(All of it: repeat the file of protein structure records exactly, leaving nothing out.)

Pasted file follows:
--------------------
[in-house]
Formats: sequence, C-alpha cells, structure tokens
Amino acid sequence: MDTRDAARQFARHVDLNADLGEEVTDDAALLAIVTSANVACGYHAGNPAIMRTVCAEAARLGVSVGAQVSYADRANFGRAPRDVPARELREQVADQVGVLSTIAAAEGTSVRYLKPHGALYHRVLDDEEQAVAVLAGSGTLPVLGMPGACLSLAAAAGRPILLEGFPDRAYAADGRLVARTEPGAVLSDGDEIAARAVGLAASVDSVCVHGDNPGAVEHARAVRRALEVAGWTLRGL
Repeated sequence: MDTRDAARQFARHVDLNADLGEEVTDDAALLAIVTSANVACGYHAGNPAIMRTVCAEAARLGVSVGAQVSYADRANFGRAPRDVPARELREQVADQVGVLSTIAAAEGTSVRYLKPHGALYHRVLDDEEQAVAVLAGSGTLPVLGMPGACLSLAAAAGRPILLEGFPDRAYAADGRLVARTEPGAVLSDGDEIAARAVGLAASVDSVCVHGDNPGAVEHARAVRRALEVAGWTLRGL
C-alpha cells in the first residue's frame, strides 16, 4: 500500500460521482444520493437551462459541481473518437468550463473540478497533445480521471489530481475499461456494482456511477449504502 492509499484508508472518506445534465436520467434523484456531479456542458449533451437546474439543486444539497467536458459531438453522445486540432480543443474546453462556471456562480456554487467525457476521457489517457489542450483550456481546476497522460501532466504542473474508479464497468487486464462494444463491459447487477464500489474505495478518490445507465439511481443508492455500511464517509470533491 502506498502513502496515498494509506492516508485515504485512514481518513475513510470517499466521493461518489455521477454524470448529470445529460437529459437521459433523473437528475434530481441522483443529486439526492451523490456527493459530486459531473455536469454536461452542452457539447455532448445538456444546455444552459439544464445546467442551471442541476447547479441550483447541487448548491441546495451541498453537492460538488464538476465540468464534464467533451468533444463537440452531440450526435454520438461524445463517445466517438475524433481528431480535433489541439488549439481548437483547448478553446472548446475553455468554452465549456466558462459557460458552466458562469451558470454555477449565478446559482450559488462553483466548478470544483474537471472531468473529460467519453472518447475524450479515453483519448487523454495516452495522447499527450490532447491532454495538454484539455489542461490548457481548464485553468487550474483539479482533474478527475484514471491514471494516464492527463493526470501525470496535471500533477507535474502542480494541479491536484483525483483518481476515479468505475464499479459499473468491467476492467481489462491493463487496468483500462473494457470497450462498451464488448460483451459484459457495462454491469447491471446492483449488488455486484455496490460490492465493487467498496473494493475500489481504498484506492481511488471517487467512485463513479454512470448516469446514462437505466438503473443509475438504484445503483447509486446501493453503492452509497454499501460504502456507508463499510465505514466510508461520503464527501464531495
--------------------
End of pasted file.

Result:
[in-house]
Formats: sequence, C-alpha cells, structure tokens
Amino acid sequence: MDTRDAARQFARHVDLNADLGEEVTDDAALLAIVTSANVACGYHAGNPAIMRTVCAEAARLGVSVGAQVSYADRANFGRAPRDVPARELREQVADQVGVLSTIAAAEGTSVRYLKPHGALYHRVLDDEEQAVAVLAGSGTLPVLGMPGACLSLAAAAGRPILLEGFPDRAYAADGRLVARTEPGAVLSDGDEIAARAVGLAASVDSVCVHGDNPGAVEHARAVRRALEVAGWTLRGL
Repeated sequence: MDTRDAARQFARHVDLNADLGEEVTDDAALLAIVTSANVACGYHAGNPAIMRTVCAEAARLGVSVGAQVSYADRANFGRAPRDVPARELREQVADQVGVLSTIAAAEGTSVRYLKPHGALYHRVLDDEEQAVAVLAGSGTLPVLGMPGACLSLAAAAGRPILLEGFPDRAYAADGRLVARTEPGAVLSDGDEIAARAVGLAASVDSVCVHGDNPGAVEHARAVRRALEVAGWTLRGL
C-alpha cells in the first residue's frame, strides 16, 4: 500500500460521482444520493437551462459541481473518437468550463473540478497533445480521471489530481475499461456494482456511477449504502 492509499484508508472518506445534465436520467434523484456531479456542458449533451437546474439543486444539497467536458459531438453522445486540432480543443474546453462556471456562480456554487467525457476521457489517457489542450483550456481546476497522460501532466504542473474508479464497468487486464462494444463491459447487477464500489474505495478518490445507465439511481443508492455500511464517509470533491 502506498502513502496515498494509506492516508485515504485512514481518513475513510470517499466521493461518489455521477454524470448529470445529460437529459437521459433523473437528475434530481441522483443529486439526492451523490456527493459530486459531473455536469454536461452542452457539447455532448445538456444546455444552459439544464445546467442551471442541476447547479441550483447541487448548491441546495451541498453537492460538488464538476465540468464534464467533451468533444463537440452531440450526435454520438461524445463517445466517438475524433481528431480535433489541439488549439481548437483547448478553446472548446475553455468554452465549456466558462459557460458552466458562469451558470454555477449565478446559482450559488462553483466548478470544483474537471472531468473529460467519453472518447475524450479515453483519448487523454495516452495522447499527450490532447491532454495538454484539455489542461490548457481548464485553468487550474483539479482533474478527475484514471491514471494516464492527463493526470501525470496535471500533477507535474502542480494541479491536484483525483483518481476515479468505475464499479459499473468491467476492467481489462491493463487496468483500462473494457470497450462498451464488448460483451459484459457495462454491469447491471446492483449488488455486484455496490460490492465493487467498496473494493475500489481504498484506492481511488471517487467512485463513479454512470448516469446514462437505466438503473443509475438504484445503483447509486446501493453503492452509497454499501460504502456507508463499510465505514466510508461520503464527501464531495